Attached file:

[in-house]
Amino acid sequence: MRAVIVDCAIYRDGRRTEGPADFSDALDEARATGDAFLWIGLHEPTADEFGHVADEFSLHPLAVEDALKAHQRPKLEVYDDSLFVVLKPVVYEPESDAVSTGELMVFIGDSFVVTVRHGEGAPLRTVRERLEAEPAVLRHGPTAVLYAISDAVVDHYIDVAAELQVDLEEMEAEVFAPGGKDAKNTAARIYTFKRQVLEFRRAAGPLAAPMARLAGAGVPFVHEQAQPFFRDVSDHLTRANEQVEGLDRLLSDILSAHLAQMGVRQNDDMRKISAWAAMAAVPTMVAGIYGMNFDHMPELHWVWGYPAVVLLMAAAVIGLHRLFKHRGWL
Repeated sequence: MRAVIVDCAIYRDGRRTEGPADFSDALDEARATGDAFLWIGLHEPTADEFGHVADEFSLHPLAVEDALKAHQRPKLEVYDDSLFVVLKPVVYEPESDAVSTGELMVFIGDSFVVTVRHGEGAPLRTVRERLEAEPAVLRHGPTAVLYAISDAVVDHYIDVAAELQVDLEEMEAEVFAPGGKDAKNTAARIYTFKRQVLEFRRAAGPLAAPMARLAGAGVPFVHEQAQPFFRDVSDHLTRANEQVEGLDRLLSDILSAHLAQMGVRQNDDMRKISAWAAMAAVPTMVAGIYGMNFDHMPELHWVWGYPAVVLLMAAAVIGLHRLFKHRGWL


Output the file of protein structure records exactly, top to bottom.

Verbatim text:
[in-house]
Amino acid sequence: MRAVIVDCAIYRDGRRTEGPADFSDALDEARATGDAFLWIGLHEPTADEFGHVADEFSLHPLAVEDALKAHQRPKLEVYDDSLFVVLKPVVYEPESDAVSTGELMVFIGDSFVVTVRHGEGAPLRTVRERLEAEPAVLRHGPTAVLYAISDAVVDHYIDVAAELQVDLEEMEAEVFAPGGKDAKNTAARIYTFKRQVLEFRRAAGPLAAPMARLAGAGVPFVHEQAQPFFRDVSDHLTRANEQVEGLDRLLSDILSAHLAQMGVRQNDDMRKISAWAAMAAVPTMVAGIYGMNFDHMPELHWVWGYPAVVLLMAAAVIGLHRLFKHRGWL
Repeated sequence: MRAVIVDCAIYRDGRRTEGPADFSDALDEARATGDAFLWIGLHEPTADEFGHVADEFSLHPLAVEDALKAHQRPKLEVYDDSLFVVLKPVVYEPESDAVSTGELMVFIGDSFVVTVRHGEGAPLRTVRERLEAEPAVLRHGPTAVLYAISDAVVDHYIDVAAELQVDLEEMEAEVFAPGGKDAKNTAARIYTFKRQVLEFRRAAGPLAAPMARLAGAGVPFVHEQAQPFFRDVSDHLTRANEQVEGLDRLLSDILSAHLAQMGVRQNDDMRKISAWAAMAAVPTMVAGIYGMNFDHMPELHWVWGYPAVVLLMAAAVIGLHRLFKHRGWL